When the third annual Les Voiles des St. Barth gets underway this April 2-7, there will be more that meets the eye than the simply stunning panoramic views of the colorful French West Indies island that hosts the event and the expansive blue Caribbean ocean that surrounds it. Competitive sailors and, for that matter, local residents and visitors alike will have the privilege of also indulging in the indelible impressions left by the aesthetically unmatched designs of some of the world’s finest yachts participating as well as the passion of their owners.
Among the 60+ entrants registered to date is what many call the world’s most famous yacht of all time: the 52’ (15.8 metre) yawl Dorade. Purchased in 2010 by Matt Brooks (San Francisco, Calif.), Dorade was designed by the late Olin Stephens and originally launched in 1930. She influenced nearly all developments in yacht design for the next three decades and was hugely successful in distance racing, taking overall victory in the 1931 Transatlantic race and the 1931 and 1933 Fastnet races, among others. Now, Brooks, who has spent the last year overseeing a refit and major restoration of Dorade, is utilizing Les Voiles de St. Barth as a platform for both yacht and crew preparation, with the goal of entering Dorade in her first major modern ocean race this summer: the Newport to Bermuda Race, in which she finished second in both 1930 and 1932.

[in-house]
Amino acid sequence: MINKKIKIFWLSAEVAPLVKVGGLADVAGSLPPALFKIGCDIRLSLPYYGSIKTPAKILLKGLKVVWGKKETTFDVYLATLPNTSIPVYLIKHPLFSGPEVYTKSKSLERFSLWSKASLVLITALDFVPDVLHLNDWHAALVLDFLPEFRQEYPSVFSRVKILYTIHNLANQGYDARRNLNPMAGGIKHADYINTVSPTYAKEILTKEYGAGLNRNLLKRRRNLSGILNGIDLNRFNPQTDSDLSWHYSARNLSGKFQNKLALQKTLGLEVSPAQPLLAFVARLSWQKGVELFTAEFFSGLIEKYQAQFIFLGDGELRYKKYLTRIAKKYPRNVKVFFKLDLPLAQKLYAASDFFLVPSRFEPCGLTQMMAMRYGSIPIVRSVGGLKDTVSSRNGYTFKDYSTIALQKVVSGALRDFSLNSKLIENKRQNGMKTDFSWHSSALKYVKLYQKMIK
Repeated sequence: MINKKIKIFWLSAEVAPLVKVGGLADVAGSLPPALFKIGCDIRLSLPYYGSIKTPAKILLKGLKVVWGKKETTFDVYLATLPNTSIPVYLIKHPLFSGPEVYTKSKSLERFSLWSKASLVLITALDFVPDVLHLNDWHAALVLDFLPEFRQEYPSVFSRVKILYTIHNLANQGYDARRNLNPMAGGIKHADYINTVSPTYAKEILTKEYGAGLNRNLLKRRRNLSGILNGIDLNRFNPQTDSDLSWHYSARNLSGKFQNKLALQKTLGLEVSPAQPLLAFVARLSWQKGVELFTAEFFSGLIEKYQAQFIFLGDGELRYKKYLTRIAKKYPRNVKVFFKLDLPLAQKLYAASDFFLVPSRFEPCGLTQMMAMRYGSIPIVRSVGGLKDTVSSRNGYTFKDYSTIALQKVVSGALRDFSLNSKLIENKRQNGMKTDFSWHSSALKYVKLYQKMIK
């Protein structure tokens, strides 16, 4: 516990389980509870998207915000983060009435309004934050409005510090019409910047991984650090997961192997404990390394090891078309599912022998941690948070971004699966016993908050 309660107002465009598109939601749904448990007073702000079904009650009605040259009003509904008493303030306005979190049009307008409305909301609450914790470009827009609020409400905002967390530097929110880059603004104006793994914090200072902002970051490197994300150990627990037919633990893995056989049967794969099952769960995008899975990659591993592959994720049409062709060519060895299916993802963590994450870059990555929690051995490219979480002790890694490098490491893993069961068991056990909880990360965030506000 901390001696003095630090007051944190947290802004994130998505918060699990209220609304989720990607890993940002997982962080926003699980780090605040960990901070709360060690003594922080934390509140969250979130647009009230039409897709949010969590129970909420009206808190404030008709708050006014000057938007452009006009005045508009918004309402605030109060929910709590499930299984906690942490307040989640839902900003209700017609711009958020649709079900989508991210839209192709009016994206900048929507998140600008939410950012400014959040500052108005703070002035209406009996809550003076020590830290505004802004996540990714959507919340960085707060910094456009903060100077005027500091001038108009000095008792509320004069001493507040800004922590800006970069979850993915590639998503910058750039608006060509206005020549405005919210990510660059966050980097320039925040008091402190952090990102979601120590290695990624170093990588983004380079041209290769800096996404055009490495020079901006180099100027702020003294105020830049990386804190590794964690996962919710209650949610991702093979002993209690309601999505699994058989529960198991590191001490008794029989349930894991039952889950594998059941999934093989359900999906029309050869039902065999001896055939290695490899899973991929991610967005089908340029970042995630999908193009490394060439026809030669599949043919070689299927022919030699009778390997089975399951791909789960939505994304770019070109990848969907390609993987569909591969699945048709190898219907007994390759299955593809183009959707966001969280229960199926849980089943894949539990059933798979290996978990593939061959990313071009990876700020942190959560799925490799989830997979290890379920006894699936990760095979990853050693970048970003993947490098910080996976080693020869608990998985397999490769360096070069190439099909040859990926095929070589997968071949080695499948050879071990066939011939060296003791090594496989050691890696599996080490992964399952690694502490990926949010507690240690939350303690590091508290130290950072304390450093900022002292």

“We are assembling and training a crew with the right skills, chemistry and experience to race Dorade and win,” said Brooks, who is a world champion in the Six Meter class as well as an accomplished mountain climber and world record-holding jet pilot. “We also are toughening up Dorade herself, readying her for the kind of long-range sailing she hasn’t seen in decades, keeping in mind that while she may be game, she is also an 80-year-old lady.”